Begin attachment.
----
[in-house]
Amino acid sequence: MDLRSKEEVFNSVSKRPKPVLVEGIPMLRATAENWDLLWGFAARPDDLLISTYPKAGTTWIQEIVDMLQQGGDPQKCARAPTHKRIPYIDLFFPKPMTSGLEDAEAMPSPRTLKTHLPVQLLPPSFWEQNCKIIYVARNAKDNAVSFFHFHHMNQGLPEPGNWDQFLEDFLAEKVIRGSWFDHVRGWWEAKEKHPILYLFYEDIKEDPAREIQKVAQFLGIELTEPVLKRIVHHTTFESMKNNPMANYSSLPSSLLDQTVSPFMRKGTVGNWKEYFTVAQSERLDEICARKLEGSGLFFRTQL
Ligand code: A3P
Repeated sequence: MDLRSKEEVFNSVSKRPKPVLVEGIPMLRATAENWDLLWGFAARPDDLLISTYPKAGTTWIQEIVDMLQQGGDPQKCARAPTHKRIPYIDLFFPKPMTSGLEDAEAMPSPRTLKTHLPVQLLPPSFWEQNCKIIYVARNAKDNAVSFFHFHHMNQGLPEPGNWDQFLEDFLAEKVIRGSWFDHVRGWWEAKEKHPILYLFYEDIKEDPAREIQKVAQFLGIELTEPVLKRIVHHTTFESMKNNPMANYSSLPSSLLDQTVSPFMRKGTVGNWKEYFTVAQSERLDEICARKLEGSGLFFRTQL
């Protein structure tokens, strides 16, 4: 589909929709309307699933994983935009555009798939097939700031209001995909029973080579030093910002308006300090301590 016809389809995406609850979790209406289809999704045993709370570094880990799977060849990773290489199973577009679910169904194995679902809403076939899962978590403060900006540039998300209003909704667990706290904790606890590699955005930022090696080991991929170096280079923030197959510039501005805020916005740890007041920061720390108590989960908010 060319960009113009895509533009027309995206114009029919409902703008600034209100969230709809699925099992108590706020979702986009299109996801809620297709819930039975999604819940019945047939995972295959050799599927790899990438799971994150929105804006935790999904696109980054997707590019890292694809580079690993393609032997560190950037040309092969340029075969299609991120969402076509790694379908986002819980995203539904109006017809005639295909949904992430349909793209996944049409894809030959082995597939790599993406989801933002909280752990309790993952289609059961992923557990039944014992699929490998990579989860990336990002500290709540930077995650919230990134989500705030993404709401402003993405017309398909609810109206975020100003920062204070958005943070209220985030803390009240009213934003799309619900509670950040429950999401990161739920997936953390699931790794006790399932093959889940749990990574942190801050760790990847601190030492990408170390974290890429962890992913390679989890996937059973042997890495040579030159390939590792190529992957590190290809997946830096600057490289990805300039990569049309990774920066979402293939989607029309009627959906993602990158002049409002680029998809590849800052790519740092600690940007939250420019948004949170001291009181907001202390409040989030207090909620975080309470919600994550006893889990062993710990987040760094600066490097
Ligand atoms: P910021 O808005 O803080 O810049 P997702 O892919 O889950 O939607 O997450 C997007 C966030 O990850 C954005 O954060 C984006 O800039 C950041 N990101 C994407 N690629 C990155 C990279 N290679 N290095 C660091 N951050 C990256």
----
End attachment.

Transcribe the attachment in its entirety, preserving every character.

[in-house]
Amino acid sequence: MDLRSKEEVFNSVSKRPKPVLVEGIPMLRATAENWDLLWGFAARPDDLLISTYPKAGTTWIQEIVDMLQQGGDPQKCARAPTHKRIPYIDLFFPKPMTSGLEDAEAMPSPRTLKTHLPVQLLPPSFWEQNCKIIYVARNAKDNAVSFFHFHHMNQGLPEPGNWDQFLEDFLAEKVIRGSWFDHVRGWWEAKEKHPILYLFYEDIKEDPAREIQKVAQFLGIELTEPVLKRIVHHTTFESMKNNPMANYSSLPSSLLDQTVSPFMRKGTVGNWKEYFTVAQSERLDEICARKLEGSGLFFRTQL
Ligand code: A3P
Repeated sequence: MDLRSKEEVFNSVSKRPKPVLVEGIPMLRATAENWDLLWGFAARPDDLLISTYPKAGTTWIQEIVDMLQQGGDPQKCARAPTHKRIPYIDLFFPKPMTSGLEDAEAMPSPRTLKTHLPVQLLPPSFWEQNCKIIYVARNAKDNAVSFFHFHHMNQGLPEPGNWDQFLEDFLAEKVIRGSWFDHVRGWWEAKEKHPILYLFYEDIKEDPAREIQKVAQFLGIELTEPVLKRIVHHTTFESMKNNPMANYSSLPSSLLDQTVSPFMRKGTVGNWKEYFTVAQSERLDEICARKLEGSGLFFRTQL
């Protein structure tokens, strides 16, 4: 589909929709309307699933994983935009555009798939097939700031209001995909029973080579030093910002308006300090301590 016809389809995406609850979790209406289809999704045993709370570094880990799977060849990773290489199973577009679910169904194995679902809403076939899962978590403060900006540039998300209003909704667990706290904790606890590699955005930022090696080991991929170096280079923030197959510039501005805020916005740890007041920061720390108590989960908010 060319960009113009895509533009027309995206114009029919409902703008600034209100969230709809699925099992108590706020979702986009299109996801809620297709819930039975999604819940019945047939995972295959050799599927790899990438799971994150929105804006935790999904696109980054997707590019890292694809580079690993393609032997560190950037040309092969340029075969299609991120969402076509790694379908986002819980995203539904109006017809005639295909949904992430349909793209996944049409894809030959082995597939790599993406989801933002909280752990309790993952289609059961992923557990039944014992699929490998990579989860990336990002500290709540930077995650919230990134989500705030993404709401402003993405017309398909609810109206975020100003920062204070958005943070209220985030803390009240009213934003799309619900509670950040429950999401990161739920997936953390699931790794006790399932093959889940749990990574942190801050760790990847601190030492990408170390974290890429962890992913390679989890996937059973042997890495040579030159390939590792190529992957590190290809997946830096600057490289990805300039990569049309990774920066979402293939989607029309009627959906993602990158002049409002680029998809590849800052790519740092600690940007939250420019948004949170001291009181907001202390409040989030207090909620975080309470919600994550006893889990062993710990987040760094600066490097
Ligand atoms: P910021 O808005 O803080 O810049 P997702 O892919 O889950 O939607 O997450 C997007 C966030 O990850 C954005 O954060 C984006 O800039 C950041 N990101 C994407 N690629 C990155 C990279 N290679 N290095 C660091 N951050 C990256």